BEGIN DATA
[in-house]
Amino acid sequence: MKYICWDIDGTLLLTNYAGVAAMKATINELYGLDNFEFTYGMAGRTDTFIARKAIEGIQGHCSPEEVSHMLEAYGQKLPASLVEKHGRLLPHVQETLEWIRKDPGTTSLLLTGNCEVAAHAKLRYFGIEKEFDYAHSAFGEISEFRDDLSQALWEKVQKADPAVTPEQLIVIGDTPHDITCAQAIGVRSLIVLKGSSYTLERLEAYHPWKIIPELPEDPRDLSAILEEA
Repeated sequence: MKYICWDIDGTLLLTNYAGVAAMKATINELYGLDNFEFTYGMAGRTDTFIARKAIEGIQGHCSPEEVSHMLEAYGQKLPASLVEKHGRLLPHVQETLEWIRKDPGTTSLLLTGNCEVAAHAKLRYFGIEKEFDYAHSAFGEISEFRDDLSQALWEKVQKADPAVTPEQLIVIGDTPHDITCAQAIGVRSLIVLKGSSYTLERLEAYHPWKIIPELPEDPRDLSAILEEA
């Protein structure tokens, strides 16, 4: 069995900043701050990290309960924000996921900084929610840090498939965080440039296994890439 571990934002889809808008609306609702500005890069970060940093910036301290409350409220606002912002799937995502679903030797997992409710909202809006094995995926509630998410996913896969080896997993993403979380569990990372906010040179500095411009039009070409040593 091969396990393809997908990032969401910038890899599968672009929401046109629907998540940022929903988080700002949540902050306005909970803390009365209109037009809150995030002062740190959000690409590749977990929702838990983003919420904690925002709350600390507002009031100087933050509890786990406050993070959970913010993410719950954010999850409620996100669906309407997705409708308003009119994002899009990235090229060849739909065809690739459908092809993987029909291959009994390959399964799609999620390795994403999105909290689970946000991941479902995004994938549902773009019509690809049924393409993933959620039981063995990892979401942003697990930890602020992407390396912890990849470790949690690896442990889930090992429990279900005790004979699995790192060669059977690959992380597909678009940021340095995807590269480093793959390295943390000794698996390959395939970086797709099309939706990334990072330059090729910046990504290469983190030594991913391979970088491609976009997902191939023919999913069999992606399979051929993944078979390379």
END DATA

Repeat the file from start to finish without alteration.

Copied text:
[in-house]
Amino acid sequence: MKYICWDIDGTLLLTNYAGVAAMKATINELYGLDNFEFTYGMAGRTDTFIARKAIEGIQGHCSPEEVSHMLEAYGQKLPASLVEKHGRLLPHVQETLEWIRKDPGTTSLLLTGNCEVAAHAKLRYFGIEKEFDYAHSAFGEISEFRDDLSQALWEKVQKADPAVTPEQLIVIGDTPHDITCAQAIGVRSLIVLKGSSYTLERLEAYHPWKIIPELPEDPRDLSAILEEA
Repeated sequence: MKYICWDIDGTLLLTNYAGVAAMKATINELYGLDNFEFTYGMAGRTDTFIARKAIEGIQGHCSPEEVSHMLEAYGQKLPASLVEKHGRLLPHVQETLEWIRKDPGTTSLLLTGNCEVAAHAKLRYFGIEKEFDYAHSAFGEISEFRDDLSQALWEKVQKADPAVTPEQLIVIGDTPHDITCAQAIGVRSLIVLKGSSYTLERLEAYHPWKIIPELPEDPRDLSAILEEA
């Protein structure tokens, strides 16, 4: 069995900043701050990290309960924000996921900084929610840090498939965080440039296994890439 571990934002889809808008609306609702500005890069970060940093910036301290409350409220606002912002799937995502679903030797997992409710909202809006094995995926509630998410996913896969080896997993993403979380569990990372906010040179500095411009039009070409040593 091969396990393809997908990032969401910038890899599968672009929401046109629907998540940022929903988080700002949540902050306005909970803390009365209109037009809150995030002062740190959000690409590749977990929702838990983003919420904690925002709350600390507002009031100087933050509890786990406050993070959970913010993410719950954010999850409620996100669906309407997705409708308003009119994002899009990235090229060849739909065809690739459908092809993987029909291959009994390959399964799609999620390795994403999105909290689970946000991941479902995004994938549902773009019509690809049924393409993933959620039981063995990892979401942003697990930890602020992407390396912890990849470790949690690896442990889930090992429990279900005790004979699995790192060669059977690959992380597909678009940021340095995807590269480093793959390295943390000794698996390959395939970086797709099309939706990334990072330059090729910046990504290469983190030594991913391979970088491609976009997902191939023919999913069999992606399979051929993944078979390379």